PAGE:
When we initially compiled the list of 20 Burning Questions, I came up with two separate ideas for the Portland Trail Blazers. The first was the sure-to-be-repeated "how will Brandon Roy be used this year?" The second was a hopeful "is this the year we see the Greg Oden monster?" Well, fast forward a couple of weeks and those questions have been answered with "not at all," and "no, are you out of your mind," respectively.
Faced with the exciting possibility of not being able to ever walk again, Roy and his cartilage-starved knees retired from the NBA. Just 27 years old, he will be remembered as the face of the post-Jail Blazers era. Roy helped to restore the faith of Oregonians that their favorite basketball players would succeed off the court, without sacrificing success on the court. For 5 years, he gave his heart and soul, culminating in a gritty 25-point fourth quarter against the eventual champion Mavericks in last year's playoffs.
But as much as Roy was placed at the forefront of a new Blazers era, it was Greg Oden who was supposed to put the franchise over the top. After outplaying Florida center Joakim Noah to the tune of 25 points, 12 rebounds, and 4 blocked shots in the NCAA Championship, Oden was selected first overall by the Blazers in the 2007 NBA Draft. (We are morally obliged to refrain from uttering who went second overall, because that would just make this infinitely more upsetting.) Soon after being drafted, Greg Oden scored the cover of ESPN Magazine. In boldface print, the cover screamed, "I hope I can get a bunch of championships -- like 15." Hope is a beautiful thing; it is so abstract that we latch onto it as if it were concrete. Hope makes us smile, and hope makes us laugh. Hope helps us elect leaders of the free world.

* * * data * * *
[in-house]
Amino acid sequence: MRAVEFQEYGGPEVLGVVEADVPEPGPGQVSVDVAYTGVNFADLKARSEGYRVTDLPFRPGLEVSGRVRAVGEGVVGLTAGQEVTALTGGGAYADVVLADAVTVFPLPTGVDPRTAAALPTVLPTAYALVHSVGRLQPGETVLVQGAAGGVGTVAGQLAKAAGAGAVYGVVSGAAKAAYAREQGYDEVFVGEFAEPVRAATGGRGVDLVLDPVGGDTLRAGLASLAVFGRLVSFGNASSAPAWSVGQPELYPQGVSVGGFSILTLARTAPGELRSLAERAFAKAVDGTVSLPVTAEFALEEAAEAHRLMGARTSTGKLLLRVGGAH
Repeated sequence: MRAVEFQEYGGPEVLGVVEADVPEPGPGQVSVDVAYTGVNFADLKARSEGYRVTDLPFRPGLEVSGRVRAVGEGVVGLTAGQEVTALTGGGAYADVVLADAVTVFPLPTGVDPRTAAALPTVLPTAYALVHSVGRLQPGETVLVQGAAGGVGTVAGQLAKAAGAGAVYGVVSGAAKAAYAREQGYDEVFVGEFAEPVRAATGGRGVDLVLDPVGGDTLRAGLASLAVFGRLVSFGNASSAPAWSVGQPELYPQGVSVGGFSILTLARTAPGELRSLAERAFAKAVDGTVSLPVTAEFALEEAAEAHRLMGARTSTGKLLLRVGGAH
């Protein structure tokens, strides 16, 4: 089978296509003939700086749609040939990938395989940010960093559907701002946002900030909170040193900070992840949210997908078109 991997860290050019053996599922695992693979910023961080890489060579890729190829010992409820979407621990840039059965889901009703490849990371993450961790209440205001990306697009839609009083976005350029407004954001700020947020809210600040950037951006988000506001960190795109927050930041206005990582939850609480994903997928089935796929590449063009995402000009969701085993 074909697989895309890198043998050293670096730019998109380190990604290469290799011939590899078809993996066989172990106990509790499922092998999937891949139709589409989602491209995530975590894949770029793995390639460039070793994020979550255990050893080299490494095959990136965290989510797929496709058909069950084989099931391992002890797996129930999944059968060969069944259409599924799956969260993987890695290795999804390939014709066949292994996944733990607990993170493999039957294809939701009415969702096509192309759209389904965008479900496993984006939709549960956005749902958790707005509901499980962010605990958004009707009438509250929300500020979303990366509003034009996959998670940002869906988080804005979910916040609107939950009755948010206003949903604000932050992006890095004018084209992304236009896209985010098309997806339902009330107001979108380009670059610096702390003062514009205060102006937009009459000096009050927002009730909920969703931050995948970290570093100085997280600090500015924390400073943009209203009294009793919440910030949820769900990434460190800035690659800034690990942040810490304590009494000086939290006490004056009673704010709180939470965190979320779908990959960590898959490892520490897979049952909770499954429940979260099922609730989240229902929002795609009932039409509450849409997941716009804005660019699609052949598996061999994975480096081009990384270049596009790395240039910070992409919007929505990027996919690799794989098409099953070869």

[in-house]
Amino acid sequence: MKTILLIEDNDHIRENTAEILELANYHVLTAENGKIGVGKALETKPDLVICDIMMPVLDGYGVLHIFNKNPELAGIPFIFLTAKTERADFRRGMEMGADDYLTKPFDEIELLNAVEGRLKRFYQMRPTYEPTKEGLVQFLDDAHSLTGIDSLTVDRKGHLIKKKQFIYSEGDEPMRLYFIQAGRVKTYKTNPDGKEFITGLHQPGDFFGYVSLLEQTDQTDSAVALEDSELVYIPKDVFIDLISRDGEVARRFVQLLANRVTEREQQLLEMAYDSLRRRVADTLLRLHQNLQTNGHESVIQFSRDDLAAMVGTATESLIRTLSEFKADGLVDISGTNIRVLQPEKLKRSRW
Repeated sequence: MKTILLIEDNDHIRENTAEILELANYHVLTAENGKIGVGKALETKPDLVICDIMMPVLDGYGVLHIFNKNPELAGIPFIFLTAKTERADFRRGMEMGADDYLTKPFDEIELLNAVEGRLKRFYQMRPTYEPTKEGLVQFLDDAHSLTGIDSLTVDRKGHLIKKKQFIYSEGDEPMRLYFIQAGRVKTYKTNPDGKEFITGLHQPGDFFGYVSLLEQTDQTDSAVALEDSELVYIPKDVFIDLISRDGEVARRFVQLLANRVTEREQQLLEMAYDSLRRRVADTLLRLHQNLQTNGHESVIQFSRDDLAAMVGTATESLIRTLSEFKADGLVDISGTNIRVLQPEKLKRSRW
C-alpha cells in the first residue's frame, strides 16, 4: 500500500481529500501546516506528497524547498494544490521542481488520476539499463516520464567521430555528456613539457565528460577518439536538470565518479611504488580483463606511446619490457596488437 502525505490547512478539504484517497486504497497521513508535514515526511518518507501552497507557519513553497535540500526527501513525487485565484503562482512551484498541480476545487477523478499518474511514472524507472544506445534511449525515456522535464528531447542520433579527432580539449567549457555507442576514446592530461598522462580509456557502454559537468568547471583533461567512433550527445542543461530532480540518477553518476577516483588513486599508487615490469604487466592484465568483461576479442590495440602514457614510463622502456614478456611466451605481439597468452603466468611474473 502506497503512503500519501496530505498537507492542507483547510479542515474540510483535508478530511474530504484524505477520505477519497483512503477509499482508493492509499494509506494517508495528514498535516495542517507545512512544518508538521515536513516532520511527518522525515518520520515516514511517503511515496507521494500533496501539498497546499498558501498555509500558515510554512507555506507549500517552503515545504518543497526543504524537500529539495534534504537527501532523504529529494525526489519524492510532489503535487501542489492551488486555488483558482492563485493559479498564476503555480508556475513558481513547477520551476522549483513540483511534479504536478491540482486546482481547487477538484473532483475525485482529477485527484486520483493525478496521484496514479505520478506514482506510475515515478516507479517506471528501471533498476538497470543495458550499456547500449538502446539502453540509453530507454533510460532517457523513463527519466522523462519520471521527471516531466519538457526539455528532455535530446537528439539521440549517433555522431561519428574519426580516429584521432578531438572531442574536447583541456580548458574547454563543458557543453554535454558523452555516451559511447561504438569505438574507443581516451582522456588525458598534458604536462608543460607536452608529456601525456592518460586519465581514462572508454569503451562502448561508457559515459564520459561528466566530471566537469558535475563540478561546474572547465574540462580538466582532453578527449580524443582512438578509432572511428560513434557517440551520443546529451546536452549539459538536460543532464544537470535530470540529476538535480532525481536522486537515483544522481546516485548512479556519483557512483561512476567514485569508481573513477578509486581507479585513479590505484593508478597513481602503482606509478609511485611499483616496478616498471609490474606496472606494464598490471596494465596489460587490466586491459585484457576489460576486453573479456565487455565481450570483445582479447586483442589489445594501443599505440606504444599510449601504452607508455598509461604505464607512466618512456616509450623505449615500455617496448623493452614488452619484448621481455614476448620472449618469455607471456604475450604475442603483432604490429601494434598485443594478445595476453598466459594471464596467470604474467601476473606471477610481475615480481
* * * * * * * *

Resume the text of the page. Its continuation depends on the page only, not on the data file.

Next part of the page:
But sometimes, reality pisses on hope's face as if it were breaking the seal. And in Greg Oden's case, boy, reality sure had a lot to drink. Before lacing up for his first game, Oden had microfracture surgery on his right knee, forcing him to miss his entire rookie year. The following season, he showed glimpses of being the franchise center he was drafted to be, only to have his season cut short by bumping knees with Mambino-hated Corey Maggette. In Year 3 of the experiment, he left a game on a stretcher, fracturing his left patella tendon...another season over. Last year, Year 4, microfracture surgery to the left knee...deuces to the season again. First-round picks have rookie contracts that extend to four years, maximum, so this summer, there was plenty of debate over whether Oden would come back to Portland. Several teams were willing to invest a year or two in a former #1 overall pick, but Oden ultimately accepted the Blazers' qualifying offer of almost 9 million dollars. He was grateful for the support that the organization and the fans had shown while he struggled to stay healthy. The lockout even proved to be beneficial for Oden, as he was allowed more time to recover and prepare. As this was happening, the grapevine told us that this was the year...except for the fact that it wasn't. This past week, Oden and "setback" were going to give marriage another try. He is out indefinitely, and the team is not optimistic about his chances of playing this year.
Why is this a question?